This multiplication uses each of the digits 0 - 9 once and once only. Using the information given, can you replace the stars in the calculation with figures?
Make a pair of cubes that can be moved to show all the days of the month from the 1st to the 31st.
This problem is based on the story of the Pied Piper of Hamelin. Investigate the different numbers of people and rats there could have been if you know how many legs there are altogether!
Using the statements, can you work out how many of each type of rabbit there are in these pens?
This magic square has operations written in it, to make it into a maze. Start wherever you like, go through every cell and go out a total of 15!
Can you substitute numbers for the letters in these sums?
Exactly 195 digits have been used to number the pages in a book. How many pages does the book have?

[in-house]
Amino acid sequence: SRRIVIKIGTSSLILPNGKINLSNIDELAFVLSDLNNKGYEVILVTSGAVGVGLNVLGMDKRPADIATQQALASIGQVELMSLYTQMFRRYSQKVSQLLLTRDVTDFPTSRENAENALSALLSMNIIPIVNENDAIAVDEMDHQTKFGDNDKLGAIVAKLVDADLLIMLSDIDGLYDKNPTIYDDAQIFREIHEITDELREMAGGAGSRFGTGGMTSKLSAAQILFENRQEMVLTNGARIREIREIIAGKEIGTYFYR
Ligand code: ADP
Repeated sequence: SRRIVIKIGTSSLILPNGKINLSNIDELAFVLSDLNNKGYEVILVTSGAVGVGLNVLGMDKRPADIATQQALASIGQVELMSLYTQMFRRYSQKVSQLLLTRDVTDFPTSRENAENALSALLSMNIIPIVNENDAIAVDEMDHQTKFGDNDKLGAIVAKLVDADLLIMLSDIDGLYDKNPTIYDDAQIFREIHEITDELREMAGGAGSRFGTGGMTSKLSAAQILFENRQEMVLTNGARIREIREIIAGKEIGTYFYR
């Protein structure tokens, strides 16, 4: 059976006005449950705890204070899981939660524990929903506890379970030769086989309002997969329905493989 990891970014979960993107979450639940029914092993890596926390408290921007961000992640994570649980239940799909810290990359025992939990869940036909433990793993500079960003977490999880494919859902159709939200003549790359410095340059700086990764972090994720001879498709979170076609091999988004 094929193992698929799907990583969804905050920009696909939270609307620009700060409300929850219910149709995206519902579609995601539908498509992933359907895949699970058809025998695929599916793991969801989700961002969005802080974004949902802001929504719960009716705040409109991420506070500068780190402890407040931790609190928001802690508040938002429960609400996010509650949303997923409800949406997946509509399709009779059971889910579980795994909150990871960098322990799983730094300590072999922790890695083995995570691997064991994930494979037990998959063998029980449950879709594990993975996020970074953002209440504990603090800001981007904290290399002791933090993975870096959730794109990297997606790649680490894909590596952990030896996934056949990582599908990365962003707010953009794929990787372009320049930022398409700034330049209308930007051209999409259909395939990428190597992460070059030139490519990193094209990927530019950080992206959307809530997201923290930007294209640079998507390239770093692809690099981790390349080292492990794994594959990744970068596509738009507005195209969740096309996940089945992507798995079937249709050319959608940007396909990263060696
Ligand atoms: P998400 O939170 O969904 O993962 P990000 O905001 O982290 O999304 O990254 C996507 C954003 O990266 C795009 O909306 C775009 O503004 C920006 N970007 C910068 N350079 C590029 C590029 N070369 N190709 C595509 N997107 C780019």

Only one side of a two-slice toaster is working. What is the quickest way to toast both sides of three slices of bread?
When newspaper pages get separated at home we have to try to sort them out and get things in the correct order. How many ways can we arrange these pages so that the numbering may be different?
Can you replace the letters with numbers? Is there only one solution in each case?
In the multiplication calculation, some of the digits have been replaced by letters and others by asterisks. Can you reconstruct the original multiplication?
What is the smallest number of jumps needed before the white rabbits and the grey rabbits can continue along their path?